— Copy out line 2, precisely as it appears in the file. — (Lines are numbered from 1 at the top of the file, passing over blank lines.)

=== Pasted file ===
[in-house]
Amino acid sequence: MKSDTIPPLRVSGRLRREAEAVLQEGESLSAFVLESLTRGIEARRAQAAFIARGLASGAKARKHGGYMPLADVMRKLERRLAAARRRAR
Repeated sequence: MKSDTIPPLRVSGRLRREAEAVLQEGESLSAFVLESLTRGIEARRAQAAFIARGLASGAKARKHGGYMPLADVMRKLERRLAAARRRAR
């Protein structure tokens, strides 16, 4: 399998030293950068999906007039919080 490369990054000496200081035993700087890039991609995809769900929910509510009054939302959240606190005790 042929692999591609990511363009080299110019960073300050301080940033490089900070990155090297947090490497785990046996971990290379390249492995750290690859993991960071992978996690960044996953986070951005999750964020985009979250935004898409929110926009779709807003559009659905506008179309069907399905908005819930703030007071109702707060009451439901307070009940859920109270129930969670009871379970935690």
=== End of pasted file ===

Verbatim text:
Amino acid sequence: MKSDTIPPLRVSGRLRREAEAVLQEGESLSAFVLESLTRGIEARRAQAAFIARGLASGAKARKHGGYMPLADVMRKLERRLAAARRRAR